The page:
Radon bath treatment to undergo placebo-controlled study

The use of radon baths for therapeutic purposes, particularly in treating chronic degenerative, inflammatory, and musculoskeletal conditions such as arthritis, osteoarthritis, and heel spurs, has been used for over 100 years – yet the molecular mechanisms behind the treatment are largely unexplored.

The International Organisation for Radiotherapy for Benign Conditions (IORBC) is pleased to share details of a new placebo-controlled RAD-ON02 study investigating the immunological and pain-relieving effects of serial radon baths in patients with musculoskeletal conditions.

The study aims to provide a scientific foundation for the anecdotal evidence supporting the efficacy of radon therapy. This study is significant as the placebo-controlled design will seek to assess the pain-relieving and immunomodulatory effects of radon baths.

The study is part of a collaboration between the Department of Radiation Oncology at Universitätsklinikum Erlangen and Kurort-Forschungsverein Bad Steben (Bad Steben Health Spa Research Association) and highlights the interdisciplinary approach taken to understand the mechanisms behind radon’s therapeutic effects.

As initially reported in this FAU article, The healing effect of radon | FAU Erlangen-Nürnberg this treatment modality is often effective where ‘conventional’ therapies fail for some of the most common chronic degenerative and musculoskeletal conditions, such as arthritis, osteoarthritis and heel spurs. Short ‘exposure to the low dose radiation from radon seems to be responsible for the therapeutic effect.’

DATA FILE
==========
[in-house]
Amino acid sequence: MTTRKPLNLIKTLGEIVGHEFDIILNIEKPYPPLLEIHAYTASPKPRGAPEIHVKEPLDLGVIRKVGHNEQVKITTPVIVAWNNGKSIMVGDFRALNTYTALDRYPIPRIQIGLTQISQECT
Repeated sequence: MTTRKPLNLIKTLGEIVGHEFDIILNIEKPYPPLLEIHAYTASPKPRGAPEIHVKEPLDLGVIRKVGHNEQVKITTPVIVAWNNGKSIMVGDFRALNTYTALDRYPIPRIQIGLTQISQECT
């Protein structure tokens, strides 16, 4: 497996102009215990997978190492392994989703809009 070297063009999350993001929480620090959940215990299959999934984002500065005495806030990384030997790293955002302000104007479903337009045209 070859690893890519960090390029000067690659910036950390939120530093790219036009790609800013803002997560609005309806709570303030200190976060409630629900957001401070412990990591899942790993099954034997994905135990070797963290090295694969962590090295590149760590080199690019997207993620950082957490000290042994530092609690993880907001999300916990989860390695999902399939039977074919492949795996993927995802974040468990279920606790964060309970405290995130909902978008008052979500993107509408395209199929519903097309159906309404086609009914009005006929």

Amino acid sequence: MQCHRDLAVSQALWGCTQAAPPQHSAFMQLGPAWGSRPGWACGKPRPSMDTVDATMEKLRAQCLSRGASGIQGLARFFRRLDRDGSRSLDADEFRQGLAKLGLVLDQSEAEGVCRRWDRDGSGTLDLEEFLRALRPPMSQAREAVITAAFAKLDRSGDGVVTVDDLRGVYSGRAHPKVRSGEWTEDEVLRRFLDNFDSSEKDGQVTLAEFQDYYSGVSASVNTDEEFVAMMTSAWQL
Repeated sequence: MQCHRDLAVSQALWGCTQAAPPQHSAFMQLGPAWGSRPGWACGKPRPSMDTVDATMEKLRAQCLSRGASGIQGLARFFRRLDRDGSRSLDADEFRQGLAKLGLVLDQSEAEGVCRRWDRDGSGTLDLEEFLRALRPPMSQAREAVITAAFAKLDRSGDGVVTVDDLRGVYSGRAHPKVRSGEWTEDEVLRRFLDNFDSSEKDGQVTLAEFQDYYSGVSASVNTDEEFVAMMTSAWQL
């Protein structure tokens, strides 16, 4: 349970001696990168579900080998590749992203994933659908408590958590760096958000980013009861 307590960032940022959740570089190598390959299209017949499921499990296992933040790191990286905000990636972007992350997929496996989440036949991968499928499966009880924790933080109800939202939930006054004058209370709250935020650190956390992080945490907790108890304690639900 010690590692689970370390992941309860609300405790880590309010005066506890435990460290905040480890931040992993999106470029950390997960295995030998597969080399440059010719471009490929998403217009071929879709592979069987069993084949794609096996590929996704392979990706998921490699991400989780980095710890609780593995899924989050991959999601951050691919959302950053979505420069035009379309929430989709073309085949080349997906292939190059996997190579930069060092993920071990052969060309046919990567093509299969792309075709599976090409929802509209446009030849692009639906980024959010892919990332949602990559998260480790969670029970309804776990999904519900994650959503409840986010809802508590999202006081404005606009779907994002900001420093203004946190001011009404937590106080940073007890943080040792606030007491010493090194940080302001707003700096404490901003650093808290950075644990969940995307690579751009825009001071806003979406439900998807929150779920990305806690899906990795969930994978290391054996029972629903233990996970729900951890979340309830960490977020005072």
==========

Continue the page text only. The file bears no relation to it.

The 100 patients involved in the study will receive a series of baths, with half bathing in radon and half bathing in water without radon (the placebo group). All patients will undergo rigorous care and testing throughout.

The team at the Department of Radiation Oncology in Erlangen is under the leadership of Prof. Dr. Udo Gaipl and, together with colleague PD Dr. Benjamin Frey. They will be investigating how the immune status of the patients changes. This could unveil new insights into the interaction between low-dose radiation and the human immune system.

The IORBC looks forward to sharing a further review on the publication of the trial results in due course.

Read the full Friedrich-Alexander-Universität Erlangen-Nürnberg article here:

The healing effect of radon


Prof. Dr. Udo Gaipl and PD Dr. Benjamin Frey